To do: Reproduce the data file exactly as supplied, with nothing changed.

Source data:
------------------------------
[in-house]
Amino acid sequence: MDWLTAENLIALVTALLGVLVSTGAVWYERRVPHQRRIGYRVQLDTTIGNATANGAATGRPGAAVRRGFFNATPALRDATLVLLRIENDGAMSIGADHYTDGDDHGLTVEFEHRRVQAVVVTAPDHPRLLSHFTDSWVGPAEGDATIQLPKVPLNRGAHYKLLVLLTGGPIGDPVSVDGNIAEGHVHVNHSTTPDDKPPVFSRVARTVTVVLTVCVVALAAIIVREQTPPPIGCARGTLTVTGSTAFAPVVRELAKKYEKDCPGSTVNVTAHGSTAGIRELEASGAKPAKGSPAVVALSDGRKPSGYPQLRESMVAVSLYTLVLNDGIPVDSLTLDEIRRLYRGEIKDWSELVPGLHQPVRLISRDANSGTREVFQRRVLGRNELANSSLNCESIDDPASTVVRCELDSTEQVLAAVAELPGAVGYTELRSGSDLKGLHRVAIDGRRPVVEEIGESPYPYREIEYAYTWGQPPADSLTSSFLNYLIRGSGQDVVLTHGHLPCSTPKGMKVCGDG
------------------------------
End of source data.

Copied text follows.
[in-house]
Amino acid sequence: MDWLTAENLIALVTALLGVLVSTGAVWYERRVPHQRRIGYRVQLDTTIGNATANGAATGRPGAAVRRGFFNATPALRDATLVLLRIENDGAMSIGADHYTDGDDHGLTVEFEHRRVQAVVVTAPDHPRLLSHFTDSWVGPAEGDATIQLPKVPLNRGAHYKLLVLLTGGPIGDPVSVDGNIAEGHVHVNHSTTPDDKPPVFSRVARTVTVVLTVCVVALAAIIVREQTPPPIGCARGTLTVTGSTAFAPVVRELAKKYEKDCPGSTVNVTAHGSTAGIRELEASGAKPAKGSPAVVALSDGRKPSGYPQLRESMVAVSLYTLVLNDGIPVDSLTLDEIRRLYRGEIKDWSELVPGLHQPVRLISRDANSGTREVFQRRVLGRNELANSSLNCESIDDPASTVVRCELDSTEQVLAAVAELPGAVGYTELRSGSDLKGLHRVAIDGRRPVVEEIGESPYPYREIEYAYTWGQPPADSLTSSFLNYLIRGSGQDVVLTHGHLPCSTPKGMKVCGDG